Friday, January 30, 2009

Sailing towards a BC oriented cruise industry

A professor from St. John, Newfoundland's Memorial University, has cast his eyes on the western horizon and offered up a few suggestions for British Columbians in their quest to wrestle some of those Alaska bound cruise lines away from above the 54 40.

Dr. Ross Klein provided some input (some of it apparently not quite received well) to local and provincial cruise authorities on how to best position British Columbia in the competitive cruise ship industry.

The main talking point of his examination is that British Columbia should develop a coast long approach to the tourism potential, making BC ports the destination ports rather than just the stop along the way to Ketchikan, Anchorage and beyond.

His thoughts were outlined in a front page, headline story in Thursday’s Daily News.

B.C. ports should be working together, not in competition says university professor
By George T. Baker
The Daily News
Thursday, January 29, 2009
Pages one and two

An expert on the cruise industry believes that Prince Rupert - and B.C. - could benefit greatly from a more cooperative approach to attracting cruise port -of-calls.

Memorial University of Newfoundland's Dr Ross Klein, an author of four books on the sailing tourism industry, said working together is the best way for Rupertites to get the most from the cruise industry.

"The Prince Rupert Port Authority and the City of Prince Rupert need to think about what they want to create and what they want the cruise ship industry to create for them," said Klein.

Last summer, Prince Rupert lost its Wednesday port -of-call to Victoria after Royal Caribbean announced it was taking its Rhapsody of the Seas there for 2009. While the PRPA remained quiet on the issue during the summer while in discussions with Royal Caribbean, locals reacted by wondering if there was still value in cruise activity.

Klein argued that the reason people are concerned about "value" is because of the relatively little value passengers bring to the stops they visit. The trouble, he said, was in the way the industry currently operates.

Right now, most cruise lines only make one port-of-call in B.C. on their long voyages from Seattle to points north in Alaska. They do that because the U.S. portage laws are such that if a ship leaves the U.S. coast and then returns, it must make at least one stop at a foreign port.

To Klein, the potential to make serious economic gains are there but unless provincial players recognize how to get to the point of a cohesive, comprehensive plan of business then it won't ever realize the true value.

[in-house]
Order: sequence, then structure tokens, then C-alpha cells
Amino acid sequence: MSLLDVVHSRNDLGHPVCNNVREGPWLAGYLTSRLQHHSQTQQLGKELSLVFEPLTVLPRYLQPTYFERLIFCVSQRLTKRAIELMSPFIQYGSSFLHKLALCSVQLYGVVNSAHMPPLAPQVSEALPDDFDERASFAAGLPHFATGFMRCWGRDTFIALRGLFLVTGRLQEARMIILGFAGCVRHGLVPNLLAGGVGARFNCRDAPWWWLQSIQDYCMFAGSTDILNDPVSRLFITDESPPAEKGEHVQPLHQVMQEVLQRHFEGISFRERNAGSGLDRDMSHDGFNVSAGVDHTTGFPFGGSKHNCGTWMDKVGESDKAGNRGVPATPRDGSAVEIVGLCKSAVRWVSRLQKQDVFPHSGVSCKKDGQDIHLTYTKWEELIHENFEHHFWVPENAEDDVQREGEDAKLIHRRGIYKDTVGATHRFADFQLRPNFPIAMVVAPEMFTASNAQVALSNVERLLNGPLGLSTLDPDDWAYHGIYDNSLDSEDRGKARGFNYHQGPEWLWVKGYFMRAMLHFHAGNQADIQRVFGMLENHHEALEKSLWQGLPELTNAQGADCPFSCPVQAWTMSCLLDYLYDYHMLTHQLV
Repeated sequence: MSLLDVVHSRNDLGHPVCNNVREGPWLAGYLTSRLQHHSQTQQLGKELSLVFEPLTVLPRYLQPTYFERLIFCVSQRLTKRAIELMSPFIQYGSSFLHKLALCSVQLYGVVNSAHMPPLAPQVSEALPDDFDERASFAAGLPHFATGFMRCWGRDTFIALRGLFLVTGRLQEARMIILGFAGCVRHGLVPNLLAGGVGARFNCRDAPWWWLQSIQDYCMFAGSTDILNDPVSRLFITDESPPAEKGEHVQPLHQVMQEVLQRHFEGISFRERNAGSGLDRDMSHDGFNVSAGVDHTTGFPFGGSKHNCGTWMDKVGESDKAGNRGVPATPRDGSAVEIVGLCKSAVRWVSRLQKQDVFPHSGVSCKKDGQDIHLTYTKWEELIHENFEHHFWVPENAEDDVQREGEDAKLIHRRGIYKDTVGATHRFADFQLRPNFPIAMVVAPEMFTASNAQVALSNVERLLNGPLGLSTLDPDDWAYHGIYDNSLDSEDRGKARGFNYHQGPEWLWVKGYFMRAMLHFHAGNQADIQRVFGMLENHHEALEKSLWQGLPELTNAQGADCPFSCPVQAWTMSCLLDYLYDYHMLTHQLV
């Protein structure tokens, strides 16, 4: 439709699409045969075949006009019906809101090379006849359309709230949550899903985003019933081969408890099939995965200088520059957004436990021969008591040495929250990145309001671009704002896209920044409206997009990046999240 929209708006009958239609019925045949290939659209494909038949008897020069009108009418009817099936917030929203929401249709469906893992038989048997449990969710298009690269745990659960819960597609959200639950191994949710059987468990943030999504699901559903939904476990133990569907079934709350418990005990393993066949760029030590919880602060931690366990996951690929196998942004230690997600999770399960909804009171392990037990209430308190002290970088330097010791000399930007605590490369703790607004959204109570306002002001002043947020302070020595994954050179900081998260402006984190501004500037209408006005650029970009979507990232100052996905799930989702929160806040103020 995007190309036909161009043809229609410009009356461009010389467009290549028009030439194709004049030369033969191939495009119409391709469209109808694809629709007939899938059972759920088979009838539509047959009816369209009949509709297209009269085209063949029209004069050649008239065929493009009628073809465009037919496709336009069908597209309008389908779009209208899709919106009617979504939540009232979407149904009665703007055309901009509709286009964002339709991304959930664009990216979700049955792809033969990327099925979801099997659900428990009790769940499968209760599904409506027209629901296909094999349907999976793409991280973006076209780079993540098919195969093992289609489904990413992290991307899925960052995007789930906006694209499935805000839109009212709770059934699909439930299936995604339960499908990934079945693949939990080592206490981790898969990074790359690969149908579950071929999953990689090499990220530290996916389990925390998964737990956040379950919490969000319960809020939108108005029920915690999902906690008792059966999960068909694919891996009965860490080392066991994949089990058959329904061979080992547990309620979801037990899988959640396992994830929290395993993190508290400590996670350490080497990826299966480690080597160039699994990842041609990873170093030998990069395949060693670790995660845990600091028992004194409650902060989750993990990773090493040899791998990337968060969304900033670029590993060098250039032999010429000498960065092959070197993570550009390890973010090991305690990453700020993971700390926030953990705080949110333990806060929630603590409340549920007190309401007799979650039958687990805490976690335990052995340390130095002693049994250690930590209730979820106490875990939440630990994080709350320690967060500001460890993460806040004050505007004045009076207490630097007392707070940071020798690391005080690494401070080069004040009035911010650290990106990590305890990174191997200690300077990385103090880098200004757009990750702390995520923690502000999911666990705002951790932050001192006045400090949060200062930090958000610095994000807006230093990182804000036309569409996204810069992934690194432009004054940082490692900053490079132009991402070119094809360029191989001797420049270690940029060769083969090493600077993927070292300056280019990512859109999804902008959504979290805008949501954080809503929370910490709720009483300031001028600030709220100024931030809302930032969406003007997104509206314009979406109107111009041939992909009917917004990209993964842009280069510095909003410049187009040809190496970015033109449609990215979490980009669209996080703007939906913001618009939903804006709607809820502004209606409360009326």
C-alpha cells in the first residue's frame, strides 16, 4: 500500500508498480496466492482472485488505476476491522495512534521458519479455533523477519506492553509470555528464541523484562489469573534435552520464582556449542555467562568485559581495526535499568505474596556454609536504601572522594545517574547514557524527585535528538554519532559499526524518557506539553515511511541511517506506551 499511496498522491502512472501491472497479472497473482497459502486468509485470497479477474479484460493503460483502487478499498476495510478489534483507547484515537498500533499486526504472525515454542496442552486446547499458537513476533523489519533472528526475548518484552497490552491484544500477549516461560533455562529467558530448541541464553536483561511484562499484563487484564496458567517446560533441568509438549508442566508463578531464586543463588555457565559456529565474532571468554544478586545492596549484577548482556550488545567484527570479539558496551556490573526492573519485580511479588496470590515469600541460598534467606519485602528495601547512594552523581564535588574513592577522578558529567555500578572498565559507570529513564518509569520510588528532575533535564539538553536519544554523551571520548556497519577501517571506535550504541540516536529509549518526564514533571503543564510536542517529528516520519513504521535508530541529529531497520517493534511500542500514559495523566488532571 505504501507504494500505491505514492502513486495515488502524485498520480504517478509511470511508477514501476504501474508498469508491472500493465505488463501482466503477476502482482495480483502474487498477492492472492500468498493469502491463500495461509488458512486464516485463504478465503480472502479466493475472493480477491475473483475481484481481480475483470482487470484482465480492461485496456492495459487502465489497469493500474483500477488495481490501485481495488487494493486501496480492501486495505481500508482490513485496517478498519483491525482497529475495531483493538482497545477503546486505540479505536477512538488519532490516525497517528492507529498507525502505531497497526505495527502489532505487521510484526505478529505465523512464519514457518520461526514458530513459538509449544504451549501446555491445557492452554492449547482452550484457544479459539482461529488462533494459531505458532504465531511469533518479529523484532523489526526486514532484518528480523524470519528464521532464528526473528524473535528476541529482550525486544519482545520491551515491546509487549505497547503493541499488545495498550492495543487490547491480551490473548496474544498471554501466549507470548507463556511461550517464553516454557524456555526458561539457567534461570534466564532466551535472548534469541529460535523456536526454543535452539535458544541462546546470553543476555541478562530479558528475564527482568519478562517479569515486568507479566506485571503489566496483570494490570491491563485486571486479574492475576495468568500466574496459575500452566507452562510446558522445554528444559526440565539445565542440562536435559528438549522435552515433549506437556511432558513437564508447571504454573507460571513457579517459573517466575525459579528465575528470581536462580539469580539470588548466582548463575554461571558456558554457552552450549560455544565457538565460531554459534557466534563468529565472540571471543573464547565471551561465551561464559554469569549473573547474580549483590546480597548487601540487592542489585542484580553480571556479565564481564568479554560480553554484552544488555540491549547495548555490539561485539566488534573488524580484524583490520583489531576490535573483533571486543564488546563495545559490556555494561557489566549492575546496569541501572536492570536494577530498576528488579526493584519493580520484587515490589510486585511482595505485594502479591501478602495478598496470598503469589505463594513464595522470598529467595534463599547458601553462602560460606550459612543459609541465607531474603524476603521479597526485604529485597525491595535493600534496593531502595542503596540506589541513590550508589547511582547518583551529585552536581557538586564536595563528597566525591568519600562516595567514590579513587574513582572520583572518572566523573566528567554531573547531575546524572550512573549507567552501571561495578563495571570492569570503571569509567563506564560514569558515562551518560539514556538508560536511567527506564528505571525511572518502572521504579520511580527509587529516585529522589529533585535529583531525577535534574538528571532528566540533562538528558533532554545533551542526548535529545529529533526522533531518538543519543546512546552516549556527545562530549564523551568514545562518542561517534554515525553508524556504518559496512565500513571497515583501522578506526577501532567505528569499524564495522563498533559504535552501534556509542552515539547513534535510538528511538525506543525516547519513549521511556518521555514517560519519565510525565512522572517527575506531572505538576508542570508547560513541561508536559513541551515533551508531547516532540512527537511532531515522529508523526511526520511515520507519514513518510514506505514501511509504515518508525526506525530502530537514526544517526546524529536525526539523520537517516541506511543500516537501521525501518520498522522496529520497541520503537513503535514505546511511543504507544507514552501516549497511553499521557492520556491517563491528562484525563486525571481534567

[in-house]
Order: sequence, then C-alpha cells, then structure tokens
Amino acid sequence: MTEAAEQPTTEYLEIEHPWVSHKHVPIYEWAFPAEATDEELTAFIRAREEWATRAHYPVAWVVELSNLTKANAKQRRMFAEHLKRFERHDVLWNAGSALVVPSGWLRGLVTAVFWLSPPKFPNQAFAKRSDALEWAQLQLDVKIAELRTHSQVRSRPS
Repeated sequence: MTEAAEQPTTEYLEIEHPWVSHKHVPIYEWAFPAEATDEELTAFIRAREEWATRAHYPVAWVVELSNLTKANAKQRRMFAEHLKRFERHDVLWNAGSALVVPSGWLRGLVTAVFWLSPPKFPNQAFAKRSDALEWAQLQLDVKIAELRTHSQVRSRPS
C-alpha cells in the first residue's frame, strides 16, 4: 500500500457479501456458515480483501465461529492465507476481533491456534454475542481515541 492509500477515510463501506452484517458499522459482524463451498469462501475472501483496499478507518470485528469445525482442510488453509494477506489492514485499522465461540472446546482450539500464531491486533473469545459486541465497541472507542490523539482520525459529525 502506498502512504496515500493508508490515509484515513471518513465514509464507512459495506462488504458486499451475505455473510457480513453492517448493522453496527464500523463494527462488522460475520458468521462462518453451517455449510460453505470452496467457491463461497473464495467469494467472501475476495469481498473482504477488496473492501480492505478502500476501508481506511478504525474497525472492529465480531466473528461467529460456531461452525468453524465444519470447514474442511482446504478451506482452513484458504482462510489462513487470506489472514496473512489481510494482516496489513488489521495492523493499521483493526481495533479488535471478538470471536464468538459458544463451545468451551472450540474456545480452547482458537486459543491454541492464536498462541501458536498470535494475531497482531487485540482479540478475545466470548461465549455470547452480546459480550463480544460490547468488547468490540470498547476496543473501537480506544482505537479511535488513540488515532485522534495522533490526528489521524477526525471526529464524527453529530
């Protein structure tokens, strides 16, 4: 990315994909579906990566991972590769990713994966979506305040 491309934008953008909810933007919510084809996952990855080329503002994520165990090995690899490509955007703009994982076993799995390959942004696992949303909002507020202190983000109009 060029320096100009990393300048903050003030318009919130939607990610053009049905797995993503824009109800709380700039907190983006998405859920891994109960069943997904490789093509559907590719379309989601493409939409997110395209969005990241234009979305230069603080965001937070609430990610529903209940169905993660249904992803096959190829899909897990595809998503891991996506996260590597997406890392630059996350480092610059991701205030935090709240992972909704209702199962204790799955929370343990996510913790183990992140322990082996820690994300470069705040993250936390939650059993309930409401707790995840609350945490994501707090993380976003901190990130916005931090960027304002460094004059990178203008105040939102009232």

"People aren't spending money in stores, the shore excursion is kicking back too much money to the cruise' industry and the focus, right now, isn’t really on generating income," said Klein.

He advised that the port industry in the province should place a common $20 port fee on each passenger that comes to any provincial stop and avoid undercutting each other on costs and benefits, such as the free waste disposal service that is offered in Rupert.

He also suggested that the port industry offer a British Columbia specific itinerary, meaning the industry itself would have to come up with a reason for foreign and national tourists picking a visit to the West Coast of Canada, rather than the State of Alaska.

It's all about exploring what the cruise passengers want and presenting that to the cruise companies both in a way that is sellable to passengers and that also provides a reasonable income for the cruise lines.

"For the cruise lines, it's economics they want to make money but the cruise ports also want to make money."

When asked about Klein's idea, Cruise BC Association administrator Jane McIvor said she questioned Klein's background with regards to the cruise industry, but said that the local players are working together to get something finalized.

"He's never contacted this association," said Mclvor.

"Our organization has been around since 2004 and we provide workshops with industry stakeholders, trying to provide leadership to destinations that currently do not have cruise stops."

Prince Rupert port Authority's Cruise development Officer Phil Westoby said that the cruise industry in B.C. has been working on delivering a B.C. specific itinerary since 2002 and while none of the work has come to fruition, he said that is quite normal given that it took Alaska 30-to-40 years to develop its cruise package.

"Building any cruise ship theatre takes a large period of time and with great difficulty, though they have had success in the past with a Pacific Northwest cruise theatre," said Westoby.

"It's not something we can do overnight."

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